Thursday, September 23, 2010

Russia could make aerial drones without Israeli help claims company

Russia does not need Israeli assistance to make progress in the development of unmanned aerial vehicles (UAV), including military drones, the head of a Russian UAV production company said on Thursday.

A senior Israeli defense source quoted in Flight International said earlier that Israel may tear up much of the unprecedented military cooperation deal it signed with Russia at the start of this month due to anger over Moscow's decision to supply Yakhont naval missiles to Syria.
"In the next two or three years, there will be a breakthrough in the Russian UAV market regardless of the Israeli position on this issue," Vladimir Verba, the director general of the Vega company.

Verba said his company had developed a comprehensive UAV development program until 2025, which had been approved by the majority of its customers, including the Federal Security Service (FSB) and the Interior Ministry.

He also said Vega had been developing strike and reconnaissance drones for the Russian military in cooperation with Russia's United Aircraft Corporation (UAC).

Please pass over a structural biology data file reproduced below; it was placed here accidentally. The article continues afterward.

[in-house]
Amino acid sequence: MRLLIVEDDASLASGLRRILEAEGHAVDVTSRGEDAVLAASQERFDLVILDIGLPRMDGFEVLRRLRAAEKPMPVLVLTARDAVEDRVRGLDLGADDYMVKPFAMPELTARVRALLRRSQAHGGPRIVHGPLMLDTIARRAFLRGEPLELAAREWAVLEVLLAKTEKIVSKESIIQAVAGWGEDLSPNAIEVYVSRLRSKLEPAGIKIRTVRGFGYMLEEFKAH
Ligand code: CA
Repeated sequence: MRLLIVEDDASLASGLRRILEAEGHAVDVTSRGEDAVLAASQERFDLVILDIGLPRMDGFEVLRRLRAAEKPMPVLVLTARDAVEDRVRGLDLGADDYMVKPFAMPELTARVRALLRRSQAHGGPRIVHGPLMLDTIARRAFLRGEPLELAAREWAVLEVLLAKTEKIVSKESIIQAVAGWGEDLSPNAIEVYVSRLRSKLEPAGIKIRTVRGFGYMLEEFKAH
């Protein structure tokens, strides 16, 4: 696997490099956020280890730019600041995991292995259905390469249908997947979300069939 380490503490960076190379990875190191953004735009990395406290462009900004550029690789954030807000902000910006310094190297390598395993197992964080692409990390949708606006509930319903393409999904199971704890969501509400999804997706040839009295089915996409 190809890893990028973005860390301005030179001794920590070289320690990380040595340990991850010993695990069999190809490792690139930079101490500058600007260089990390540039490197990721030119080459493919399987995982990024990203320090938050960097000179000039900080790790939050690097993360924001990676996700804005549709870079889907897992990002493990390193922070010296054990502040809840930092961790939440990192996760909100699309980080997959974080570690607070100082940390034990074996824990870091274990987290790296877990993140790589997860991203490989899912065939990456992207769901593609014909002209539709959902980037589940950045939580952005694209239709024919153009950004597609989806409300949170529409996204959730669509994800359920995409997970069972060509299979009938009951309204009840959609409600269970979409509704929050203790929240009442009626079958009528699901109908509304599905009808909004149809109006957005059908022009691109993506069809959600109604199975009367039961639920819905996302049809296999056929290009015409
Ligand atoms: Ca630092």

The Russian military stressed the need to provide the Armed Forces with advanced reconnaissance systems in the wake of a brief military conflict with Georgia in August 2008, when the effectiveness of Russian military operations was severely hampered by the lack of reliable intelligence.

According to various estimates, the Russian military needs up to 100 UAVs and at least 10 guidance and control systems to ensure effective battlefield reconnaissance.
The Russian Defense Ministry has previously expressed dissatisfaction with locally manufactured UAVs, and decided to buy them from Israel.

According to the ministry, some 50 Russian military servicemen are undergoing training in the use of Israeli-built UAVs and that a total of twelve have been bought.

Russia has reportedly signed two UAV contracts with Israel. Under the first contract, signed in April 2009, Israel delivered two Bird Eye 400 systems (worth $4 million), eight I View MK150 tactical UAVs ($37 million) and two Searcher Mk II multi-mission UAVs ($12 million).
The second contract was for the purchase of 36 UAVs, worth a total of $100 million, to be delivered later this year.

Russia and Israel have also been negotiating the establishment of a joint $300-million venture to produce UAVs.

No comments:

Post a Comment